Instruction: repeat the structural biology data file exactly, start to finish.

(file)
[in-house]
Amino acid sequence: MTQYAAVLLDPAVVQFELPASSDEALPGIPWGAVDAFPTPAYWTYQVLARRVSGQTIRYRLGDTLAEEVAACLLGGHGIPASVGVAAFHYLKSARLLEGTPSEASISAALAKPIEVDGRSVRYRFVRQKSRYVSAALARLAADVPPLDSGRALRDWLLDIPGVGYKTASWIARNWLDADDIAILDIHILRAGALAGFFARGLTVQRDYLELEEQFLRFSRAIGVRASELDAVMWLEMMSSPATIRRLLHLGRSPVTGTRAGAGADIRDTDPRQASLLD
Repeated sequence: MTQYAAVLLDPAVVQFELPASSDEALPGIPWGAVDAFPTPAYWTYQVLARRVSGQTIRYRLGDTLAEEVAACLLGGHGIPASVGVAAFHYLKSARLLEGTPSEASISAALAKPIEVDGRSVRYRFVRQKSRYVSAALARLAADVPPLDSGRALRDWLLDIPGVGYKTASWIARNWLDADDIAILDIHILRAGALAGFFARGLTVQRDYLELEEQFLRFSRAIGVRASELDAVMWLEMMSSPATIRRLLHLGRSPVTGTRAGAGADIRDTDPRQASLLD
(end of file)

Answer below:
[in-house]
Amino acid sequence: MTQYAAVLLDPAVVQFELPASSDEALPGIPWGAVDAFPTPAYWTYQVLARRVSGQTIRYRLGDTLAEEVAACLLGGHGIPASVGVAAFHYLKSARLLEGTPSEASISAALAKPIEVDGRSVRYRFVRQKSRYVSAALARLAADVPPLDSGRALRDWLLDIPGVGYKTASWIARNWLDADDIAILDIHILRAGALAGFFARGLTVQRDYLELEEQFLRFSRAIGVRASELDAVMWLEMMSSPATIRRLLHLGRSPVTGTRAGAGADIRDTDPRQASLLD
Repeated sequence: MTQYAAVLLDPAVVQFELPASSDEALPGIPWGAVDAFPTPAYWTYQVLARRVSGQTIRYRLGDTLAEEVAACLLGGHGIPASVGVAAFHYLKSARLLEGTPSEASISAALAKPIEVDGRSVRYRFVRQKSRYVSAALARLAADVPPLDSGRALRDWLLDIPGVGYKTASWIARNWLDADDIAILDIHILRAGALAGFFARGLTVQRDYLELEEQFLRFSRAIGVRASELDAVMWLEMMSSPATIRRLLHLGRSPVTGTRAGAGADIRDTDPRQASLLD